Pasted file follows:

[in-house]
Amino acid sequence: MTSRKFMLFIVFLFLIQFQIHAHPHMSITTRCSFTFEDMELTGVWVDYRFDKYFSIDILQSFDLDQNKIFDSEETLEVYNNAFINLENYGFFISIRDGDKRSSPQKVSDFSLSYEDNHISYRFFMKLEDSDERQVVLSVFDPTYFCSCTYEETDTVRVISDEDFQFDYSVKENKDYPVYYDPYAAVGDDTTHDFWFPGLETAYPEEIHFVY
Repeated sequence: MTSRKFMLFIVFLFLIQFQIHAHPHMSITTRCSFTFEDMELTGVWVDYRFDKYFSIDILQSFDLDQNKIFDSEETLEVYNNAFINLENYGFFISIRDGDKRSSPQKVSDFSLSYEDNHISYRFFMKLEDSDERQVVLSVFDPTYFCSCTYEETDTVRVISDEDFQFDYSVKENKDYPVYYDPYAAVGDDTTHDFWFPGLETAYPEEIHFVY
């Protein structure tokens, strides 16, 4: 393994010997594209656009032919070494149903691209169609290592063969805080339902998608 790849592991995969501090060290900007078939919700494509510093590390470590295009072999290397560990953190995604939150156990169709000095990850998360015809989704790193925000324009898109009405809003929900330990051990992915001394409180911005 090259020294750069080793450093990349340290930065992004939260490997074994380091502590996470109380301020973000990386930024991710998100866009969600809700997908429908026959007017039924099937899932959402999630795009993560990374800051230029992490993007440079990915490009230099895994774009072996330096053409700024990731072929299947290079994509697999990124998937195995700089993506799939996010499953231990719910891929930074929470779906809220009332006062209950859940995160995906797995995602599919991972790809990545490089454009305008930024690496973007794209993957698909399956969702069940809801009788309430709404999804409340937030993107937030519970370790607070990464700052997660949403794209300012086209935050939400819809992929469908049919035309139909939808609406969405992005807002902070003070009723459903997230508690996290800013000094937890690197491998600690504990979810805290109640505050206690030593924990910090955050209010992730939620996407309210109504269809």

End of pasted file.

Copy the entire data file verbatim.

[in-house]
Amino acid sequence: MTSRKFMLFIVFLFLIQFQIHAHPHMSITTRCSFTFEDMELTGVWVDYRFDKYFSIDILQSFDLDQNKIFDSEETLEVYNNAFINLENYGFFISIRDGDKRSSPQKVSDFSLSYEDNHISYRFFMKLEDSDERQVVLSVFDPTYFCSCTYEETDTVRVISDEDFQFDYSVKENKDYPVYYDPYAAVGDDTTHDFWFPGLETAYPEEIHFVY
Repeated sequence: MTSRKFMLFIVFLFLIQFQIHAHPHMSITTRCSFTFEDMELTGVWVDYRFDKYFSIDILQSFDLDQNKIFDSEETLEVYNNAFINLENYGFFISIRDGDKRSSPQKVSDFSLSYEDNHISYRFFMKLEDSDERQVVLSVFDPTYFCSCTYEETDTVRVISDEDFQFDYSVKENKDYPVYYDPYAAVGDDTTHDFWFPGLETAYPEEIHFVY
């Protein structure tokens, strides 16, 4: 393994010997594209656009032919070494149903691209169609290592063969805080339902998608 790849592991995969501090060290900007078939919700494509510093590390470590295009072999290397560990953190995604939150156990169709000095990850998360015809989704790193925000324009898109009405809003929900330990051990992915001394409180911005 090259020294750069080793450093990349340290930065992004939260490997074994380091502590996470109380301020973000990386930024991710998100866009969600809700997908429908026959007017039924099937899932959402999630795009993560990374800051230029992490993007440079990915490009230099895994774009072996330096053409700024990731072929299947290079994509697999990124998937195995700089993506799939996010499953231990719910891929930074929470779906809220009332006062209950859940995160995906797995995602599919991972790809990545490089454009305008930024690496973007794209993957698909399956969702069940809801009788309430709404999804409340937030993107937030519970370790607070990464700052997660949403794209300012086209935050939400819809992929469908049919035309139909939808609406969405992005807002902070003070009723459903997230508690996290800013000094937890690197491998600690504990979810805290109640505050206690030593924990910090955050209010992730939620996407309210109504269809």